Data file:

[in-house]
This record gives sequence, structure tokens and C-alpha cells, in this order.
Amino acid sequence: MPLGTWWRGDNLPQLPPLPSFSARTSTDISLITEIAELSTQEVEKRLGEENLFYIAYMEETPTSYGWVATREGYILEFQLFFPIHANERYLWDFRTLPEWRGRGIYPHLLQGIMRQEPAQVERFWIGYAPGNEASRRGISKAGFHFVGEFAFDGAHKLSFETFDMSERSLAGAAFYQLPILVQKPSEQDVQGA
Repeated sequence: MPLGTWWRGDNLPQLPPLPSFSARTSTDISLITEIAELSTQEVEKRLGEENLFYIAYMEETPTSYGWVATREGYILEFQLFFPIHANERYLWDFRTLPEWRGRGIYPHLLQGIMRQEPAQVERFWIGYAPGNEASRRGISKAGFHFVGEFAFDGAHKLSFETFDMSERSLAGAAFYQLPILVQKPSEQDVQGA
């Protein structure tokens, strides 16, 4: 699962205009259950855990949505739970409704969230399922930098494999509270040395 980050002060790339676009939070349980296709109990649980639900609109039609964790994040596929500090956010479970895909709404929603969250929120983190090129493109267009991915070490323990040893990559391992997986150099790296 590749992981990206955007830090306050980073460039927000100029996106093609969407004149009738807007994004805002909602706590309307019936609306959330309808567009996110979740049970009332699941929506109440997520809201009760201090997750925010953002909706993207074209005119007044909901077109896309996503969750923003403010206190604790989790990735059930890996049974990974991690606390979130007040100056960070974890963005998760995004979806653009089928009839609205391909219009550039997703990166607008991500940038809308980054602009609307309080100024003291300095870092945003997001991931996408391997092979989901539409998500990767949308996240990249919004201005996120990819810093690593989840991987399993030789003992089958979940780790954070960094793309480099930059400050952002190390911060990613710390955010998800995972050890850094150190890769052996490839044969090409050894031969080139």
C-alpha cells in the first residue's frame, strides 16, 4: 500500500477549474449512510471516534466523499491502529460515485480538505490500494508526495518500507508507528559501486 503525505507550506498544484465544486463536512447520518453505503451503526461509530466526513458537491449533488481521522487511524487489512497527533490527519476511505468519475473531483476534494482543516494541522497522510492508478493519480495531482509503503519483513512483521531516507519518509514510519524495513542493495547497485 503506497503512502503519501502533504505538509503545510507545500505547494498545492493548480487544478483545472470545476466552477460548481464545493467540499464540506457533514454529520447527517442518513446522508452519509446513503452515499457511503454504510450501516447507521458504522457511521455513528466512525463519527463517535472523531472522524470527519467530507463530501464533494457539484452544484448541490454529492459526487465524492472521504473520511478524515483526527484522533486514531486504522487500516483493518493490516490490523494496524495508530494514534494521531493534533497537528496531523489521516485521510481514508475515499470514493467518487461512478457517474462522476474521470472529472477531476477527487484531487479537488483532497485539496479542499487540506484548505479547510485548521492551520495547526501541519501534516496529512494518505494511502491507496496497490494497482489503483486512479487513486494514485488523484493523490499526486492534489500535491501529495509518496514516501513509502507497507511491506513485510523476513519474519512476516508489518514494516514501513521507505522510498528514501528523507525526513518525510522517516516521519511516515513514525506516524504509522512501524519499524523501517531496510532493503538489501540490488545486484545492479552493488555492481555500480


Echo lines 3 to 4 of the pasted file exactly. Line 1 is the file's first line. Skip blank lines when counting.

Amino acid sequence: MPLGTWWRGDNLPQLPPLPSFSARTSTDISLITEIAELSTQEVEKRLGEENLFYIAYMEETPTSYGWVATREGYILEFQLFFPIHANERYLWDFRTLPEWRGRGIYPHLLQGIMRQEPAQVERFWIGYAPGNEASRRGISKAGFHFVGEFAFDGAHKLSFETFDMSERSLAGAAFYQLPILVQKPSEQDVQGA
Repeated sequence: MPLGTWWRGDNLPQLPPLPSFSARTSTDISLITEIAELSTQEVEKRLGEENLFYIAYMEETPTSYGWVATREGYILEFQLFFPIHANERYLWDFRTLPEWRGRGIYPHLLQGIMRQEPAQVERFWIGYAPGNEASRRGISKAGFHFVGEFAFDGAHKLSFETFDMSERSLAGAAFYQLPILVQKPSEQDVQGA